“I don't have anything interesting to write,” I said. I meant it.
My journalism mentor, Jay Hartwell, crinkled the skin between his eyebrows and stared at me in surprise. Then, he laughed.
“You're a writer, Brad, and with more stories than most thanks to your disease.” It was that simple to him. But, not to me. Not yet.
I had been offered a column with HuffPost in 2015, and I sought Jay's advice on whether I should take the opportunity. I'd eventually turn it down because I feared boring my readers or appearing egotistical by writing about myself.
At the time, I wrote magazine profiles about small businesses and personalities whose stories I'd deemed infinitely more intriguing than mine. But, then I was kicked into end-stage cystic fibrosis and I became deaf, so I couldn't interview anyone. I sat in total silence with my thoughts and memories for months. Eventually, the memories made me realize my life wasn't so boring after all. In my last essay for a magazine I worked for, I wrote about learning to tell my own story.
While awaiting a double-lung transplant, unable to work, I found companionship in people who followed my story for inspiration and perspective. This added purpose to my journey; it was something shared and so, despite my deafness, I didn't feel alone. My voice was heard in the most alienating circumstances.
Two years post-transplant, after writing hundreds of blog posts and columns, I haven't yet run dry of material. I've used my story to advocate, spark awareness, comfort, and -- occasionally -- make others chuckle during tough times.
Cystic fibrosis gives us darn good stories. We aren't all masterful or even slightly competent storytellers, but we all do have stories, yes? The genetics of a compelling story include unique experiences and perspectives, and maybe even tragedy or an underdog-overcomes-the-odds tale. I haven't met anyone with CF whose life isn't saturated by those qualities.
“Write when emotion begs it,” that's what Paul Lyons said. A professor with severe melanoma, Paul taught a class called Autobiographical Writing About Illness. We discussed writing's therapeutic value, the dilemmas of romanticizing disease, and how to force an audience's eyes on you. He also taught me to respond to those begging emotions -- rage, grief, mania, anxiety -- by harnessing them for art. He helped me build the skills to make CF my story, my controlled narrative.
Over tea one day, Paul demanded I compose a memoir. He said I'd be wasting a good story if I didn't write. I said I lacked the skill and he charged me with wonderful words about my writing, saying to stop doubting myself.
Now, I write directly to the CF community, realizing that I had so dearly respected Paul because he intimately knew illness. He exhibited empathy, the most powerful communicative and therapeutic tool for a condition that alienates us from not only common society but from our own disease community.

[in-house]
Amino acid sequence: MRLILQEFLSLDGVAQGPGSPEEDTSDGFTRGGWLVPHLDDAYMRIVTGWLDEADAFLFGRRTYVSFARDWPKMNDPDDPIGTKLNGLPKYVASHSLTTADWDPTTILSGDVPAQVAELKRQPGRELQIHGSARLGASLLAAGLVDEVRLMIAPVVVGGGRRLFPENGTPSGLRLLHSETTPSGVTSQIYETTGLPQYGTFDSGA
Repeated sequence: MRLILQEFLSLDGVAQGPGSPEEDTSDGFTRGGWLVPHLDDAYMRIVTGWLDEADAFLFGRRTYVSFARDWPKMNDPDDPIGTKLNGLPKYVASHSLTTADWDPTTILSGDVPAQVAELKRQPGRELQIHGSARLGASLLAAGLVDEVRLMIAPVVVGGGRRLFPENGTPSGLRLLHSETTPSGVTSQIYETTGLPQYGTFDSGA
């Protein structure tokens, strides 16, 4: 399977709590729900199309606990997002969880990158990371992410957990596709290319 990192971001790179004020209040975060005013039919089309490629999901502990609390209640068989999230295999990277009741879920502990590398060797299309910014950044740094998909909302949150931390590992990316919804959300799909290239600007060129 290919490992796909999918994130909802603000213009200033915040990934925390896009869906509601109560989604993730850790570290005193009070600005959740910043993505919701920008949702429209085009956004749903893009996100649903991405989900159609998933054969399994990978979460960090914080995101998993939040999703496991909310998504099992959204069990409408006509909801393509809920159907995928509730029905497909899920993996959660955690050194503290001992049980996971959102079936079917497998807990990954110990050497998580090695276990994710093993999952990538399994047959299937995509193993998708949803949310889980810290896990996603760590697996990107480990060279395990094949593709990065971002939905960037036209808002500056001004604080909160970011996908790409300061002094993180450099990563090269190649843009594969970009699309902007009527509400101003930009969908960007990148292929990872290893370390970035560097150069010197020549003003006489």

I eventually moved from my blog to a weekly column for Cystic Fibrosis News Today so I could share my story and that therapeutic empathy with many more people. I then transitioned to being in charge of columns for dozens of other rare disease news sites.
Last March, I told Paul what he'd done for me and how grateful I was. Days later, on Easter, cancer stole Paul away. He left legacies of written word and empowered students. I've begun drafting his requested memoir.
Paul once wrote about sitting in hospital waiting rooms and watching the Food Network while he mourned the taste buds burned from his tongue by chemo. He wrote it in torment, later telling me it was his only comfort.
Now, when I find myself under intense emotional distress, I focus on rapidly jotting down one-liners, metaphors, and thematic ideas for later use. Thinking of my life narratively reminds me that each torturous period is only a chapter in my life story. I respond to horrific events by saying, “This will be a funny story later.” If I get cancer (transplant medications make that likely), I get a memoir sequel. I remind myself that my favorite type of memoirs end with the peace of ending a long, tough journey and realizing everything is OK. I will have that ending.
Writing is therapy. Release pain by purging worries onto paper -- catharsis. I'm not saying you should become a professional writer (though you shouldn't fear the idea). You don't need to be a skilled or published wordsmith. Just write -- in a journal or a blog, on a napkin or receipt, for a magazine or foundation. Or paint. Or make music. Or act. Or direct a film. Experiment with art that filters the suffering from your psyche. Pursue art and don't let CF suffocate it. Instead, make CF your creative fuel.
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